Friday, January 18, 2008

Non-Dosage Champagne

If you're anything like me then you've been thinking recently about non-dosage Champagne. I mean, who wouldn't be - it's such an interesting issue. Non-dosage Champagne has no sweetener added to the wine used to top up the bottle after disgorgement. Stop right there - I've heard words like "disgorge" many times without knowing exactly what they mean. Maybe before I tell you why I think non-dosage Champs is so interesting, a brief bit about the methode Champenoise is in order.

Still wine is made from one of or some combination of Chardonnay, Pinot Noir, Pinot Meunier, and possibly but very rarely Pinot Blanc and the obscure Arbane and Petit Meslier. A producer can blend wines from older vintages with the new wines before bottling, if they like. The blended still wine, or the assemblage, is bottled with yeast and sugar and a second fermentation occurs inside the bottle. The carbon dioxide produced as a byproduct of fermentation is trapped by the thick glass bottle and is absorbed into the wine. The dead yeast cells, or lees, are not absorbed - they are still there in the bottle and must be removed. How to gather and remove them without losing the wine?

Through the art of Remuage, the French term for the process of gradual (daily) adjusting the bottle, moving it over time from an upright to an upside down position so that the lees settle in the neck of the bottle. This must happen for every bottle of Champagne, and there are houses that produce 50,000 bottles in a year. Most big producers use machines to do this nowadays, but there are still some who keep staff to do nothing but Remuage, as it once was in every Champagne house.

Anyway, now the lees are ready to come out of the bottle. This process, called disgorgement, can be done by hand simply by opening the bottle and allowing the pressure to force out the yeast plug. Most big producers use machines that submerge the neck of the bottle in freezing salt water so that the yeast plug freezes. Whether this is done by hand or by machine, some wine also escapes with the yeast plug. There is a short video that shows this process on the official website for Champagne wines. Check out the narrator's tone - it's as if he is revealing to you directions to Atlantis or the secrets surrounding JFK's assassination - it is that weighty of a subject he's discussing. Oiy, the nonsense that is the marketing of Champagne, but that's another story...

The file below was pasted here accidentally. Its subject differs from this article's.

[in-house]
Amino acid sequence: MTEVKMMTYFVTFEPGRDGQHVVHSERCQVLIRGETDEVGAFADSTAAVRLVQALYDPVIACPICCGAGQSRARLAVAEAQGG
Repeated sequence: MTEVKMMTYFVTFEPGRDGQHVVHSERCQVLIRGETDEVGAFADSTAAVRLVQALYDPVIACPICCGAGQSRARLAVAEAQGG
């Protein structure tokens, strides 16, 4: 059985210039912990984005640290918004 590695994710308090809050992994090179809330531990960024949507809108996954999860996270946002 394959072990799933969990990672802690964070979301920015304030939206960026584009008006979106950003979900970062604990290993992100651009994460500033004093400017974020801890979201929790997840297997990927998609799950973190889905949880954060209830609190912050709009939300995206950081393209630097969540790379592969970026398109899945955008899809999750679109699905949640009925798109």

The bottle must be topped off before corking and cellaring. A mixture of wine and a sweetener, usually sugar but it can be concentrated grape must, is added to each bottle. The cork goes in and the bottle rests in the cellar for at least 15 months (3 years for vintage Champagne) and depending on the producer and the type of wine, for much longer.

Some producers do not add the sweetener to the dosage. No sugar? What's the big deal? It is a really big deal, as it turns out. Big houses add lots of sugar as part of their effort to make wine that tastes the same year after year, and people like sweet, so the more the merrier. Some folks say, though, that adding sugar masks the true flavors of the wine. Even a moderate amount of sugar in dosage can make a big difference in the flavor profile of the finished wine.

I am not interested in this issue as a debating point about what is the "real" Champagne, or anything like that. I'm interested in learning about my own tastes: what does non-dosage Champagne taste like?

So I've tasted a few non-dosage bubblies recently and I've tried in general to pay attention to the level of dosage in Champagne. It's easy to pick out non-dosage Champagne because it is usually named Brut Zero or Brut Natural, and the words "Non-dosage" might appear on the label somewhere. That doesn't mean that it's easy to find, though. It is not all that popular, although there is definitely a niche for it. And some producers use very little sugar in the dosage, so tasting those wines gives a pretty good idea of the character of non-dosage Champagne.

Some producers include information on the back of the bottle including the disgorgement date and the dosage level, something I wish they would all do. Look at the label from the back of the NV Tarlant Brut Zero - if only all Champagne bottles provided this much information!

Here are a couple of non-dosage bubblies I've tasted, along with some notes:

NV Tarlant Brut Zero, $41 at Chambers Street Wines.